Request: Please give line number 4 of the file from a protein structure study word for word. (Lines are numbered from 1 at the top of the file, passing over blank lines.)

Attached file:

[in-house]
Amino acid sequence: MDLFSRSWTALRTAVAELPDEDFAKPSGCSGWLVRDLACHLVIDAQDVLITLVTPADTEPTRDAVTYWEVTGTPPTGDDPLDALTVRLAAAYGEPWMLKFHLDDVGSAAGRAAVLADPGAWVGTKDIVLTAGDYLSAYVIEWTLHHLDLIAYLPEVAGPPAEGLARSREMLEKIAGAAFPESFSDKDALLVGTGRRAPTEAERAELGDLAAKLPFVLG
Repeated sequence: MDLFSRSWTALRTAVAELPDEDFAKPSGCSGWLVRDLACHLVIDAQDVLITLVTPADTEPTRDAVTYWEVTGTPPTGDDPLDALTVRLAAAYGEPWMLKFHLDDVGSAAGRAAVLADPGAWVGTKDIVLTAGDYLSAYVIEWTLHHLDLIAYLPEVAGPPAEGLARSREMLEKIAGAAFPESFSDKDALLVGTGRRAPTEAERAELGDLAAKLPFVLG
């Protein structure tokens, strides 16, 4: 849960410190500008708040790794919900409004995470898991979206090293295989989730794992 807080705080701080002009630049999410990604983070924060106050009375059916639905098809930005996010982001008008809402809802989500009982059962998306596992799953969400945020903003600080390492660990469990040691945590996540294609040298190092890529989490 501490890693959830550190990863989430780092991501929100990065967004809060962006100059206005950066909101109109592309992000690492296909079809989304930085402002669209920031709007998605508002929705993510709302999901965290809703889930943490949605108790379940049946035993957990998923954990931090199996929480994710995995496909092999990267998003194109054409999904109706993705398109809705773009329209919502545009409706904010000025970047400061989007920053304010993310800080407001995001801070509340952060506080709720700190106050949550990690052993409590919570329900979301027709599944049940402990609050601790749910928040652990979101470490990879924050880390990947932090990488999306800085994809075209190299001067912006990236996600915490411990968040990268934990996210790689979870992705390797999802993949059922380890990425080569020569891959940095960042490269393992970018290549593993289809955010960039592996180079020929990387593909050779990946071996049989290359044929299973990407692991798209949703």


């Protein structure tokens, strides 16, 4: 849960410190500008708040790794919900409004995470898991979206090293295989989730794992 807080705080701080002009630049999410990604983070924060106050009375059916639905098809930005996010982001008008809402809802989500009982059962998306596992799953969400945020903003600080390492660990469990040691945590996540294609040298190092890529989490 501490890693959830550190990863989430780092991501929100990065967004809060962006100059206005950066909101109109592309992000690492296909079809989304930085402002669209920031709007998605508002929705993510709302999901965290809703889930943490949605108790379940049946035993957990998923954990931090199996929480994710995995496909092999990267998003194109054409999904109706993705398109809705773009329209919502545009409706904010000025970047400061989007920053304010993310800080407001995001801070509340952060506080709720700190106050949550990690052993409590919570329900979301027709599944049940402990609050601790749910928040652990979101470490990879924050880390990947932090990488999306800085994809075209190299001067912006990236996600915490411990968040990268934990996210790689979870992705390797999802993949059922380890990425080569020569891959940095960042490269393992970018290549593993289809955010960039592996180079020929990387593909050779990946071996049989290359044929299973990407692991798209949703």